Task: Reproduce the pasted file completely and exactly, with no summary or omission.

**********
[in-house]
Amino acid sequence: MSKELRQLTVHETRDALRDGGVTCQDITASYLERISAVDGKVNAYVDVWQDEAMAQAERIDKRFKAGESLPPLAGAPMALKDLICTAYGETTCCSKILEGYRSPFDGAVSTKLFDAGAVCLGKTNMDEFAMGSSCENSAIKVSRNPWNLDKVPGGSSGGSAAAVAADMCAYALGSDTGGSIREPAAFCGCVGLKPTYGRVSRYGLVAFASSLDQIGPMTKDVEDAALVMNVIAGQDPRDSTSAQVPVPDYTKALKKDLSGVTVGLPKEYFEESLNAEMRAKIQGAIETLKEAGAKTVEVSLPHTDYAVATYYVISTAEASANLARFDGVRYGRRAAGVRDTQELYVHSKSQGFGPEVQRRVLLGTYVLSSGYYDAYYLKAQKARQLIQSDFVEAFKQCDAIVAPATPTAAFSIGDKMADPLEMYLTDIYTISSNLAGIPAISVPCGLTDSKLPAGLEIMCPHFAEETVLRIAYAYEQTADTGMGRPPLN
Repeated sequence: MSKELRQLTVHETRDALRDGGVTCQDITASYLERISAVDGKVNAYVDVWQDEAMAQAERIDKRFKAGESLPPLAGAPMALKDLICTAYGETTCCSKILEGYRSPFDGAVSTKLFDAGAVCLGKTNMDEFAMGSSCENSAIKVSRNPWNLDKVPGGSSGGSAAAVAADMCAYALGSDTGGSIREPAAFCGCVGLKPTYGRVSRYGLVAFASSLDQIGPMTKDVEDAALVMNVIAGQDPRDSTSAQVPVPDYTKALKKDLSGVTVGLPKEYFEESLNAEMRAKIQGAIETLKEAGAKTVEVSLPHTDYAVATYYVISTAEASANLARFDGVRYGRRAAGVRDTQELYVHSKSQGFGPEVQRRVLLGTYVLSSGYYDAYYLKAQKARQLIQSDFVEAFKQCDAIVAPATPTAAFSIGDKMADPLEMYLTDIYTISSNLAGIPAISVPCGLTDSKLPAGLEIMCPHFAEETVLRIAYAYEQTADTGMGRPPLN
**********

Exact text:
[in-house]
Amino acid sequence: MSKELRQLTVHETRDALRDGGVTCQDITASYLERISAVDGKVNAYVDVWQDEAMAQAERIDKRFKAGESLPPLAGAPMALKDLICTAYGETTCCSKILEGYRSPFDGAVSTKLFDAGAVCLGKTNMDEFAMGSSCENSAIKVSRNPWNLDKVPGGSSGGSAAAVAADMCAYALGSDTGGSIREPAAFCGCVGLKPTYGRVSRYGLVAFASSLDQIGPMTKDVEDAALVMNVIAGQDPRDSTSAQVPVPDYTKALKKDLSGVTVGLPKEYFEESLNAEMRAKIQGAIETLKEAGAKTVEVSLPHTDYAVATYYVISTAEASANLARFDGVRYGRRAAGVRDTQELYVHSKSQGFGPEVQRRVLLGTYVLSSGYYDAYYLKAQKARQLIQSDFVEAFKQCDAIVAPATPTAAFSIGDKMADPLEMYLTDIYTISSNLAGIPAISVPCGLTDSKLPAGLEIMCPHFAEETVLRIAYAYEQTADTGMGRPPLN
Repeated sequence: MSKELRQLTVHETRDALRDGGVTCQDITASYLERISAVDGKVNAYVDVWQDEAMAQAERIDKRFKAGESLPPLAGAPMALKDLICTAYGETTCCSKILEGYRSPFDGAVSTKLFDAGAVCLGKTNMDEFAMGSSCENSAIKVSRNPWNLDKVPGGSSGGSAAAVAADMCAYALGSDTGGSIREPAAFCGCVGLKPTYGRVSRYGLVAFASSLDQIGPMTKDVEDAALVMNVIAGQDPRDSTSAQVPVPDYTKALKKDLSGVTVGLPKEYFEESLNAEMRAKIQGAIETLKEAGAKTVEVSLPHTDYAVATYYVISTAEASANLARFDGVRYGRRAAGVRDTQELYVHSKSQGFGPEVQRRVLLGTYVLSSGYYDAYYLKAQKARQLIQSDFVEAFKQCDAIVAPATPTAAFSIGDKMADPLEMYLTDIYTISSNLAGIPAISVPCGLTDSKLPAGLEIMCPHFAEETVLRIAYAYEQTADTGMGRPPLN